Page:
Vice President Biden and Transportation Secretary Foxx on Transportation Funding

Vice President Joe Biden and U.S. Transportation Secretary Anthony Foxx met with business leaders yesterday to gather input on how investment in the nation’s  transportation infrastructure would affect their companies. The meetings were part of an all-day briefing hosted by the White House Business Council and Business Forward.

“Transportation used to have bipartisan support, but now we’re busy having philosophical discussions about government spending,” said U.S. Transportation Secretary Anthony Foxx. “The business community will have a critical role in standing together to support smart public investments in infrastructure projects.”

More than 40 business leaders, including executives from large manufacturing and shipping companies, expressed concerns that the United States is falling behind other industrialized countries that are investing heavily in transportation infrastructure. While China spends around nine percent of its GDP on infrastructure, the United States only spends around two percent.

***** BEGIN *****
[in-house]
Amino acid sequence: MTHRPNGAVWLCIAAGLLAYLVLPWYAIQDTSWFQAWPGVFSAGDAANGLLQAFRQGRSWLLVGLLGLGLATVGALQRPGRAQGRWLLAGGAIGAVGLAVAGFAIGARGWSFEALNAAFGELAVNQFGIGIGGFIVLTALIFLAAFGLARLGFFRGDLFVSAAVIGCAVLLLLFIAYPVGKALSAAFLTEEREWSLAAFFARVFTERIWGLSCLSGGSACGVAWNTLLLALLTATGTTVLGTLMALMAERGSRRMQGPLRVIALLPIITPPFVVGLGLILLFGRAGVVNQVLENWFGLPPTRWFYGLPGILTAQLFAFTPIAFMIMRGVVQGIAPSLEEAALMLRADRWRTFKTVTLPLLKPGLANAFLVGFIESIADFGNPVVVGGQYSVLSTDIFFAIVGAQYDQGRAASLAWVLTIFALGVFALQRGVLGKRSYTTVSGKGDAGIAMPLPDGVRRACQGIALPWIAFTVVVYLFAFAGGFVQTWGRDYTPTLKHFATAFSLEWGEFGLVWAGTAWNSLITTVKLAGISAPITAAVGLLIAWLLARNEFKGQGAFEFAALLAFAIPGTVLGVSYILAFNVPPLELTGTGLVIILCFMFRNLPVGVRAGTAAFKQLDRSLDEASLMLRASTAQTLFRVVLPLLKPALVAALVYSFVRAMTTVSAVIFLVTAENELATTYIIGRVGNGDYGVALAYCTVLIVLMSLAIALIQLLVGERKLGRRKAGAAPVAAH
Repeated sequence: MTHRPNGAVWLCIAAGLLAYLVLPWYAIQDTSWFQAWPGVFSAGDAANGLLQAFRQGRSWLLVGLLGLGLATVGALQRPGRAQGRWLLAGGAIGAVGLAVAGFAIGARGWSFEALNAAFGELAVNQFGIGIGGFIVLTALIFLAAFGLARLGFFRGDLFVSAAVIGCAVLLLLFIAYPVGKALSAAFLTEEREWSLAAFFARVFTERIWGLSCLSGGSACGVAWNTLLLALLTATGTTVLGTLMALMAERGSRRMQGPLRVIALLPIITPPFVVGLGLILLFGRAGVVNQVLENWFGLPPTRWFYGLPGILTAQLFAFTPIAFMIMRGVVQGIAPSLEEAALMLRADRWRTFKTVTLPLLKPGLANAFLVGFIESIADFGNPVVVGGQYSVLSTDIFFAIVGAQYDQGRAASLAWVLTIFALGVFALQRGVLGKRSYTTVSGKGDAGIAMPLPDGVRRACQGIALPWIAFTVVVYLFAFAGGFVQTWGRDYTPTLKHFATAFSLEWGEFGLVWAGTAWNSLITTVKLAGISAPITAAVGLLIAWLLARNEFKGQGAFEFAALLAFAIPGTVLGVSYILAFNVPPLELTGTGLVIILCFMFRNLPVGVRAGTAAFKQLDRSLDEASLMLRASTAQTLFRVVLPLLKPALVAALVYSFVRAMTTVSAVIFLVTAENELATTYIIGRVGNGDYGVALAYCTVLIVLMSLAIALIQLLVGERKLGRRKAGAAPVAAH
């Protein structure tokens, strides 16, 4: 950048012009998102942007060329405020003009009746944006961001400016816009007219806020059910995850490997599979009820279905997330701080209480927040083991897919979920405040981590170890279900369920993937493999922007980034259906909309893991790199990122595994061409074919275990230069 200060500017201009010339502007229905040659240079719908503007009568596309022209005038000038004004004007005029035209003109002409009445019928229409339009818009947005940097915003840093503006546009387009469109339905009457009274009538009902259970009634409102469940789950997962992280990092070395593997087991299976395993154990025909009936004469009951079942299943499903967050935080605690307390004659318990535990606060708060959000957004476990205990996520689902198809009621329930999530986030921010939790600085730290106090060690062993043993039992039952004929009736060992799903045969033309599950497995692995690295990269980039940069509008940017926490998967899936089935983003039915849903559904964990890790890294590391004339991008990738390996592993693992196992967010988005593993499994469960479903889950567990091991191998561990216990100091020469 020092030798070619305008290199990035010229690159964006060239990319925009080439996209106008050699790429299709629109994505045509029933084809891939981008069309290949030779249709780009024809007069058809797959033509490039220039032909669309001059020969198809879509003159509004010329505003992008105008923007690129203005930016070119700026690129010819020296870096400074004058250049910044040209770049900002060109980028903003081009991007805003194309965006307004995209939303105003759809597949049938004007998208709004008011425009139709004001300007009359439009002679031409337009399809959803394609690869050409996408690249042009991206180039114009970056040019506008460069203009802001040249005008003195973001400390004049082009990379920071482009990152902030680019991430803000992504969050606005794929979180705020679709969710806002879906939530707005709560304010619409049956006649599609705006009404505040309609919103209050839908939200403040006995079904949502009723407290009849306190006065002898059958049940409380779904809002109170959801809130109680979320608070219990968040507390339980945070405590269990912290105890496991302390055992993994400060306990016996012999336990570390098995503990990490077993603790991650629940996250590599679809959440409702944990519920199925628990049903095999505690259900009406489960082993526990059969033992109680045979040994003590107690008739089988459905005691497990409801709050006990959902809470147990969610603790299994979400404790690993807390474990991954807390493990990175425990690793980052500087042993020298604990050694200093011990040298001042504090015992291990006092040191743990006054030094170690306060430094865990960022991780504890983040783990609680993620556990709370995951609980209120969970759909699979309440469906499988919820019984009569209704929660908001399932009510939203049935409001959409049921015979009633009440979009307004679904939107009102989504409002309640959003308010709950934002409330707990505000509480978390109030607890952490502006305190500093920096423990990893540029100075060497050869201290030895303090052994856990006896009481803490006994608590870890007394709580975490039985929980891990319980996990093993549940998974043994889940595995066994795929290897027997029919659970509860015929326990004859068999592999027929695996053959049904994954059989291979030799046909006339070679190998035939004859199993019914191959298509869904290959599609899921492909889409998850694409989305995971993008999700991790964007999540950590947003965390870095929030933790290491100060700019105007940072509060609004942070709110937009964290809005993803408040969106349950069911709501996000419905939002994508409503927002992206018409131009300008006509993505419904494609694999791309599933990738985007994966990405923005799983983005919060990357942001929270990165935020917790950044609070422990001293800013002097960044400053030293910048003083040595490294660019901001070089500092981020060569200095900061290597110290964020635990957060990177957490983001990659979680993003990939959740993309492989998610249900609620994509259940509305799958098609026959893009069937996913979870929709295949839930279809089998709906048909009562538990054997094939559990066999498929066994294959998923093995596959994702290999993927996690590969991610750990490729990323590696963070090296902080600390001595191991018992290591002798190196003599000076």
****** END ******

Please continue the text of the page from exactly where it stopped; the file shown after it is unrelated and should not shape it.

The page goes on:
“Infrastructure investment is critically important to our economy’s ability to compete successfully in the global marketplace—it is literally the foundation on which the nation’s economy functions,” said Leif Wathne, vice president of highways and federal affairs for the American Concrete Pavement Association.

During the discussion, business leaders explained how uncertainty surrounding funding for the Highway Trust Fund, which pays for highway construction and repair projects, harms their ability to begin new projects and hire new workers.

One business leader described how many of his contractors who build bridges and roads find that the starts and stops of public funding add enormous, wasteful costs to projects. He said that some may think that this is business as normal, but it doesn’t have to be. Successful companies don’t work like that.

The reserves in the Highway Trust Fund could fall to critical levels as early as August 1 if Congress doesn’t act, which could dramatically disrupt the movement of goods across the country, increase congestion, stall 100,000 construction projects, and put up to 700,000 jobs at risk.

To view more photos from the event, click here.